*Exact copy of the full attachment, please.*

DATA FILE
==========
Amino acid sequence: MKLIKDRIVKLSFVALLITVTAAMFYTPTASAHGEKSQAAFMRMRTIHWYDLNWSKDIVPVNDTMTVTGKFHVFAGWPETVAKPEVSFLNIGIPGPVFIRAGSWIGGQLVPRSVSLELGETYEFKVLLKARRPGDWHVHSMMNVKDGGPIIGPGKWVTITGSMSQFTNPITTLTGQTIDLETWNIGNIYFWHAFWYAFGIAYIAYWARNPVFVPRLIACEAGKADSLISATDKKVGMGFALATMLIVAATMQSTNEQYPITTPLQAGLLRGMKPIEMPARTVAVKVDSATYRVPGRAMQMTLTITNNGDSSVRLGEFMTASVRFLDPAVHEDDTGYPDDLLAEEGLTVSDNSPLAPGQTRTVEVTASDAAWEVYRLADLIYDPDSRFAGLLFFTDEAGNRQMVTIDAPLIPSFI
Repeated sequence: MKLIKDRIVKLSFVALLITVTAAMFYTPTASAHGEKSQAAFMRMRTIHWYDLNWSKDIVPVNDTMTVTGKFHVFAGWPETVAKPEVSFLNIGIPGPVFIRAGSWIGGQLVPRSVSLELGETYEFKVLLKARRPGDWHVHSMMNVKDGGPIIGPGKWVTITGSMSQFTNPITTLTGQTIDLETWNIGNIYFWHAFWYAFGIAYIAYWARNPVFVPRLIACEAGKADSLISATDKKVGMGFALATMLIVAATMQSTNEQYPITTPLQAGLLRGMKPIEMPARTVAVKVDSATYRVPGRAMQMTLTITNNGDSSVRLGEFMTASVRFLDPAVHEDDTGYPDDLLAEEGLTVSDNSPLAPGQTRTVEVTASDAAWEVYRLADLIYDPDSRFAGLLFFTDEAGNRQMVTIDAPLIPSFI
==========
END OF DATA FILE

Amino acid sequence: MKLIKDRIVKLSFVALLITVTAAMFYTPTASAHGEKSQAAFMRMRTIHWYDLNWSKDIVPVNDTMTVTGKFHVFAGWPETVAKPEVSFLNIGIPGPVFIRAGSWIGGQLVPRSVSLELGETYEFKVLLKARRPGDWHVHSMMNVKDGGPIIGPGKWVTITGSMSQFTNPITTLTGQTIDLETWNIGNIYFWHAFWYAFGIAYIAYWARNPVFVPRLIACEAGKADSLISATDKKVGMGFALATMLIVAATMQSTNEQYPITTPLQAGLLRGMKPIEMPARTVAVKVDSATYRVPGRAMQMTLTITNNGDSSVRLGEFMTASVRFLDPAVHEDDTGYPDDLLAEEGLTVSDNSPLAPGQTRTVEVTASDAAWEVYRLADLIYDPDSRFAGLLFFTDEAGNRQMVTIDAPLIPSFI
Repeated sequence: MKLIKDRIVKLSFVALLITVTAAMFYTPTASAHGEKSQAAFMRMRTIHWYDLNWSKDIVPVNDTMTVTGKFHVFAGWPETVAKPEVSFLNIGIPGPVFIRAGSWIGGQLVPRSVSLELGETYEFKVLLKARRPGDWHVHSMMNVKDGGPIIGPGKWVTITGSMSQFTNPITTLTGQTIDLETWNIGNIYFWHAFWYAFGIAYIAYWARNPVFVPRLIACEAGKADSLISATDKKVGMGFALATMLIVAATMQSTNEQYPITTPLQAGLLRGMKPIEMPARTVAVKVDSATYRVPGRAMQMTLTITNNGDSSVRLGEFMTASVRFLDPAVHEDDTGYPDDLLAEEGLTVSDNSPLAPGQTRTVEVTASDAAWEVYRLADLIYDPDSRFAGLLFFTDEAGNRQMVTIDAPLIPSFI